Data from the Stanbic IBTC Purchasing Managers Index (PMI) reveals that Nigeria’s manufacturers are grappling with the steepest rise in input costs in a decade, exacerbated by the worsening foreign exchange (FX) crisis.

The PMI report indicates that Nigeria’s manufacturers are facing unprecedented pressure on operational expenses due to factors such as high borrowing costs and subdued consumer spending.

In February, both input costs and output prices surged at record rates, significantly impacting demand, according to the report.

The surge in input costs during February was primarily driven by exchange rate weakness, which led to increased material costs and higher energy expenses. Manufacturers continue to face challenges in accessing FX, with significant disparities in rates between the official and parallel markets.

The report highlights that the overall increase in input costs in February was the most significant since the survey’s inception in January 2014, with approximately 78 percent of respondents reporting cost escalation.

As a consequence, the rates of expansion in output and new orders decelerated sharply, with employment contracting for the first time in ten months.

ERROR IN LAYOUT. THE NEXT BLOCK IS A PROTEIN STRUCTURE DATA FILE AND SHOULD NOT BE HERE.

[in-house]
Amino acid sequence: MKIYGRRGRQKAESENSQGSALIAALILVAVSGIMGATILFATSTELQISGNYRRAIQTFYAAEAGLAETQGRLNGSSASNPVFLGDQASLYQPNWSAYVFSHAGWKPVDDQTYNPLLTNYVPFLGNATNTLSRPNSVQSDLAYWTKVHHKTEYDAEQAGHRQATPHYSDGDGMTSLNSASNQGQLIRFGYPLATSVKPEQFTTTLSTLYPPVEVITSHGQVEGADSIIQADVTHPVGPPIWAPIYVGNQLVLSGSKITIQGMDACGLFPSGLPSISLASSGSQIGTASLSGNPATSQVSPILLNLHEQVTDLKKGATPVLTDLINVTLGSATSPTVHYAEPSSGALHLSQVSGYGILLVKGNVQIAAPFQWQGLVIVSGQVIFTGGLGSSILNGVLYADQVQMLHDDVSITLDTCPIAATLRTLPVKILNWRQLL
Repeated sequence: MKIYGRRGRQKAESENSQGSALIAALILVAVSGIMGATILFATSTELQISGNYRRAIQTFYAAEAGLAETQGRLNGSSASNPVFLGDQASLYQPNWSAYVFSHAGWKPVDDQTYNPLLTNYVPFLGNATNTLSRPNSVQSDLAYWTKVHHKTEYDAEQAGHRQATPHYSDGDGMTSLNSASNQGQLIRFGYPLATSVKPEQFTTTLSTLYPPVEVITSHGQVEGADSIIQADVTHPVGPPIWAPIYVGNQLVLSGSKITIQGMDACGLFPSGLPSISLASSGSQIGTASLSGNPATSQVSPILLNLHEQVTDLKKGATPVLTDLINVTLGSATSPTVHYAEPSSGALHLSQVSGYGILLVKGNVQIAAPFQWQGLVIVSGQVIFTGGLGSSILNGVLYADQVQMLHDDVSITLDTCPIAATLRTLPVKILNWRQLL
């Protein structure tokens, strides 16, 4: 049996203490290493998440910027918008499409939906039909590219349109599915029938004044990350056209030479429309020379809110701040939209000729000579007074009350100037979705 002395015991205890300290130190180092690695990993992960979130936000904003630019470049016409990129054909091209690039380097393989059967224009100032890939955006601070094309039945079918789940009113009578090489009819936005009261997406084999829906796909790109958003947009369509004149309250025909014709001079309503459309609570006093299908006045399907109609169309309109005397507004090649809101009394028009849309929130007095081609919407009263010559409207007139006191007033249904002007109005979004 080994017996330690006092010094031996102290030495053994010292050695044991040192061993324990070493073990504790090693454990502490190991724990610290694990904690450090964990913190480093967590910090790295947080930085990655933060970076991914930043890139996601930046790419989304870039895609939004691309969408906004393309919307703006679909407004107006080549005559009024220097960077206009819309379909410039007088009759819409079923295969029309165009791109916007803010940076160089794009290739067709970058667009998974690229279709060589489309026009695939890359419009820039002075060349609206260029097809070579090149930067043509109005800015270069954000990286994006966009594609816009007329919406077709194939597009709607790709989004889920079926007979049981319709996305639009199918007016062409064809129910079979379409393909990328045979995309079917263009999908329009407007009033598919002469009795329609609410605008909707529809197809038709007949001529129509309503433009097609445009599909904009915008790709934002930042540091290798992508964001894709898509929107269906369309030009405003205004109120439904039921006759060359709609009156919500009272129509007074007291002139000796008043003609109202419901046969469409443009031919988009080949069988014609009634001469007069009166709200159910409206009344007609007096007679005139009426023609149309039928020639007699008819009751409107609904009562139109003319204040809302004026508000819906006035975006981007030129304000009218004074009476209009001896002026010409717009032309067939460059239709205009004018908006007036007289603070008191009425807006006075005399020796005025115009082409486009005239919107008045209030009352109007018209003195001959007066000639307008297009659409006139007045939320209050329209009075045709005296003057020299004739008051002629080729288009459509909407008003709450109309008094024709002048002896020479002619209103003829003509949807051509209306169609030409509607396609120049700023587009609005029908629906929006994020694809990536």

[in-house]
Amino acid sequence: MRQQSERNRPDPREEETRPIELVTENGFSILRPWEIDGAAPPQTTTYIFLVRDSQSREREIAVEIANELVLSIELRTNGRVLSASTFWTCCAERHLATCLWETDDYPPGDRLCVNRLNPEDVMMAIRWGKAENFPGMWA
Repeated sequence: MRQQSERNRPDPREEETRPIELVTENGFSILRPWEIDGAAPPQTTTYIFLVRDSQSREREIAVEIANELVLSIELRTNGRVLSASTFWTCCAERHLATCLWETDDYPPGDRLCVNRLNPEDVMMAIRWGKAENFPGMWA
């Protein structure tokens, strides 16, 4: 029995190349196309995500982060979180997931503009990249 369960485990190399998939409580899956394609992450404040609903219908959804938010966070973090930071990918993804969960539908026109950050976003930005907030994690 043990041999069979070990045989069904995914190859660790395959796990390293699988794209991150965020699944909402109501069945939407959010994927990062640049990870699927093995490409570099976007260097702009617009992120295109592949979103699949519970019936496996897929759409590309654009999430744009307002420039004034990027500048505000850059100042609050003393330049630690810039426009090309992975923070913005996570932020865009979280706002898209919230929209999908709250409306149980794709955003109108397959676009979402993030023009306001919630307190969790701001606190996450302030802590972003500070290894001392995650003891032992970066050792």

Business activity in February dropped to its lowest level since December 2023, with the headline index declining from 54.5 in January to 51 points. A reading above 50.0 indicates an improvement in business conditions.

The PMI index, which gauges private sector performance, is derived from a survey of 400 companies across various sectors, including agriculture, manufacturing, services, construction, and retail.

Additionally, output price inflation reached a fresh record high in February as firms transferred rising input costs to consumers. Price pressures acted as a deterrent to new orders, despite some positive signals for underlying demand.

Nigeria has been contending with double-digit annual inflation since 2016, with the consumer price index reaching 28.9 percent in December, according to the National Bureau of Statistics (NBS). Furthermore, growth in the manufacturing sector slowed to 1.4 percent in 2023, down from 2.45 percent in 2022. In the fourth quarter of 2023, manufacturing growth decelerated to 1.38 percent compared to the same period in 2022, indicating ongoing challenges in the sector.

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